Her mother tucked her into bed where she was made to stay while they checked her head for bumps and her body for bruises. There were none. They shrugged their shoulders and went back to work, grumbling about that daft Miriam frightening her parents and wasting everyone’s time story-telling. Meanwhile, her mother fed her watery soup and listened as she rambled on about the handsome young captain who let her wear beautiful clothes and feast on food the likes of which they’d never seen before.
Once they let her up, she went to the water’s edge every day for weeks, searching the horizon. He’d said he would return, she told them. They told her she was a fool. There was no boat. No captain. Lost in a sea of despair, she finally stopped waiting; hoping. Her parents married her off to the cobbler’s son. She started living as she was meant to do. As they all did.
But the ship had returned; he had returned. She felt his presence though she could distinguish no one in the distance. She smiled a youthful smile; then remembered she’d left youth behind a long time ago. And dreams. A weight settled somewhere in the vicinity of her heart. She lifted her hand to wave.
“Come, Johnny,” she said, turning from the water. “Let’s go home. We have to make breakfast for papa and your brothers.”
“Wait till I tell them about the boat, mama. They’ve never seen such a boat, right mama? It was sooo big…I can’t wait to show it to them. I saw it first, right mama?”
“Yes, darling.” She glanced over her shoulder. The horizon beckoned; clear as far as the eye could see.
“Come, mama; let’s run!”
“Yes, let’s,” she said breaking into a run, away from what might have been or never was; Johnny, towards what could be.
Never again will I feel the warmth of the sun. Or know the feeling of air in my lungs. I'll only know the feeling of water on my skin and salt on tongue. The panick of drowning and the pain it brings with it. Never again will I see you again. The green banks of the island and your blue skies. The small houses tucked away and the trees that laugh in the wind.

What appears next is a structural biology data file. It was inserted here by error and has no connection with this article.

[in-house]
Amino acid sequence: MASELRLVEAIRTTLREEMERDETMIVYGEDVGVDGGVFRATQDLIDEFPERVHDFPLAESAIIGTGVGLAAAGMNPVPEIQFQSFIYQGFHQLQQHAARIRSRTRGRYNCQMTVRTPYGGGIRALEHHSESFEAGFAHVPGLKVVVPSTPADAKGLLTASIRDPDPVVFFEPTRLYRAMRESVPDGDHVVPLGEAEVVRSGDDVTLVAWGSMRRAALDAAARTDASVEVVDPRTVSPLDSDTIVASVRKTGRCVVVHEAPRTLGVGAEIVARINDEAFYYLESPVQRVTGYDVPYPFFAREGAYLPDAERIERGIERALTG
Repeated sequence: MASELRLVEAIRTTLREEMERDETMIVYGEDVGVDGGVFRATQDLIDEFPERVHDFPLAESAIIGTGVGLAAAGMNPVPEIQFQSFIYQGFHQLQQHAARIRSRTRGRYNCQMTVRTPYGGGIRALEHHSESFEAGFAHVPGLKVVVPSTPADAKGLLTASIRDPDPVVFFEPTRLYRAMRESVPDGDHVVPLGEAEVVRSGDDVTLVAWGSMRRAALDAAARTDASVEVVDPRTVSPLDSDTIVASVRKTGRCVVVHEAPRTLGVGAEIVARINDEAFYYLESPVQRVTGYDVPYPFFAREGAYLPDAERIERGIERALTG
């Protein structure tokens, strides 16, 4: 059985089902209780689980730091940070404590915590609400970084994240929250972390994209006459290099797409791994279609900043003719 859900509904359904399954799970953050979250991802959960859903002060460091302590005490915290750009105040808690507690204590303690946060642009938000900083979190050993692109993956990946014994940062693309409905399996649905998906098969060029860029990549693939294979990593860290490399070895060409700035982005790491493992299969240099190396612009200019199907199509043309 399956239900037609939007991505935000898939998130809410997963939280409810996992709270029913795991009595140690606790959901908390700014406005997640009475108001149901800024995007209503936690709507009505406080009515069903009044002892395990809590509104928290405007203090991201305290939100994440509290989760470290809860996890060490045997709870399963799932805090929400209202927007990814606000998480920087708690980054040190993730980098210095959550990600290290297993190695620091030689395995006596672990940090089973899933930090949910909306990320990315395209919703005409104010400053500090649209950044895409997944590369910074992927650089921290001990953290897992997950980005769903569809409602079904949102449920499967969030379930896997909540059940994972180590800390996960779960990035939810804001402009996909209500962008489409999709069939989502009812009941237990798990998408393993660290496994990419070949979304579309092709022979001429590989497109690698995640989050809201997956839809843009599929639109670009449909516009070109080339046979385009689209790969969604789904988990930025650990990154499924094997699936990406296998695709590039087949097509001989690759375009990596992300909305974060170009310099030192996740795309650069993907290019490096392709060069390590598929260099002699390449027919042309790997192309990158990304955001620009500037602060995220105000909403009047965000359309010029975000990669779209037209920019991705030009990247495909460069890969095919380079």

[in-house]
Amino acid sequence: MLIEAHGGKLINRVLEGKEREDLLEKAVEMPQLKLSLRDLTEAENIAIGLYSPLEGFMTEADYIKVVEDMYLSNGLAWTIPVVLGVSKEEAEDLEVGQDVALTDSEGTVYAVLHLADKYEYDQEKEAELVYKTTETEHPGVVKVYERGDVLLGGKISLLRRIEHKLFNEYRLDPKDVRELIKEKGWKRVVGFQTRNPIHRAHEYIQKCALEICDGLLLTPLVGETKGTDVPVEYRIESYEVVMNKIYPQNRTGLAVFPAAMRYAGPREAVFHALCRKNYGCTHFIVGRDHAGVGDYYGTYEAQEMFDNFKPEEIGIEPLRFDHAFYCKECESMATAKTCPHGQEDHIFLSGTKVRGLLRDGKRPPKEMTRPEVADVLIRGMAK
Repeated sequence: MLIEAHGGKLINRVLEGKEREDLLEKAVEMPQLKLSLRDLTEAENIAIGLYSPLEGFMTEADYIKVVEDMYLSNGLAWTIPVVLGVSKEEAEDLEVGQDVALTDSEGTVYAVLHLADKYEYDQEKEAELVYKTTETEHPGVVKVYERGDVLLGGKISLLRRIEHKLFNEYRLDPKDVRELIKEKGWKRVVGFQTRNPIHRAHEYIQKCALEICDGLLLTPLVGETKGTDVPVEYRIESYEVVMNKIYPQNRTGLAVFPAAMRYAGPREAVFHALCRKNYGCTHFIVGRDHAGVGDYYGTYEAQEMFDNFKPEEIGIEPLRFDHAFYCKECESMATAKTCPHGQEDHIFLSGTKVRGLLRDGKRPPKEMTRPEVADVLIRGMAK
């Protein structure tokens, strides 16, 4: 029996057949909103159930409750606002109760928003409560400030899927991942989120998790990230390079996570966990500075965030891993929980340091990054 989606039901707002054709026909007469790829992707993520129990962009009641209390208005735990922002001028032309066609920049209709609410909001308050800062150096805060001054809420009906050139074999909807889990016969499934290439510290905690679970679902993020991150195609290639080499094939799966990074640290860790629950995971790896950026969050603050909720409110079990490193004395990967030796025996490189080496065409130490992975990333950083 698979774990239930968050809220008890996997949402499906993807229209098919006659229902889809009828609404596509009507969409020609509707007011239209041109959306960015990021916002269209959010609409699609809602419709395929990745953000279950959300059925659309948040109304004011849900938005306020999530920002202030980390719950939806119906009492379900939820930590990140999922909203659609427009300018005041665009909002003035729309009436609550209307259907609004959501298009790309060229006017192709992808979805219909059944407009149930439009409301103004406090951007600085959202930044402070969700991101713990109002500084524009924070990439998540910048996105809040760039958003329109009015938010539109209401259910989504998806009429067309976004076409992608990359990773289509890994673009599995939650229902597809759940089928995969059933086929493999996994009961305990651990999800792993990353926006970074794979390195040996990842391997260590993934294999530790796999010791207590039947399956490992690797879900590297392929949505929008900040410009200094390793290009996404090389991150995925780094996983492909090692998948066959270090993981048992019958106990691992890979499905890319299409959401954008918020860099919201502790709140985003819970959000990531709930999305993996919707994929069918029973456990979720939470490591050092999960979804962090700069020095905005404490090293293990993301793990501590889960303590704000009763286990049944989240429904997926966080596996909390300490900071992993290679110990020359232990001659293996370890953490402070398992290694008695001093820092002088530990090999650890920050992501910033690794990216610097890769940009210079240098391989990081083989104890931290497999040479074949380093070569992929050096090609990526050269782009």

I'll only know the dark murmurs of the water, the tugging of the current, and the pressure on my chest. Never again will I be alive.
I had waited. I had tried to wait for you as the hours ticked by. I waited at our table since you had promised to come and talk. We hadn't seen in each in two months, you were always busy.
An hour passed. I waited.
Two hours. I waited.
I waited for you. My cup was emtpy and yours was cold. I had waited for five hours for you but you never came. When I finally decided to leave, I saw you walking the screets. Some harlet was attached to your arm and your back was to me.
I had waited for you, but you didn't come.
If The Sorting Hat Misspoke
Hiding beneath the Sorting Hat´s shadow, Harry couldn´t have been more dumbfounded. I´m a what?
Professor McGonagall lifted the hat from Harry´s head and held out her wrinkly hand in the direction of the Slytherin tables. Sensing the fear in his eyes, she held onto his shoulder to walk him over to a grinning Draco Malfoy.
¨Better not get in my way, Potter.¨ Draco crossed his arms as Harry stood by his side, nearly shoulder to shoulder.
Harry looked about the Great Hall for any sign that this could all just be a dream, although it was more like a nightmare. When his eyes wandered through the professors, his eyes caught onto Snape, whose brows were heavily furrowed and whose dark eyes that were somewhat gloomily staring at him with a feeling that he couldn´t quite describe.
And then there was Dumbledore, who looked on at Harry in horror, possibly realizing that there was more of Voldemort in him than he had first suspected. Much more.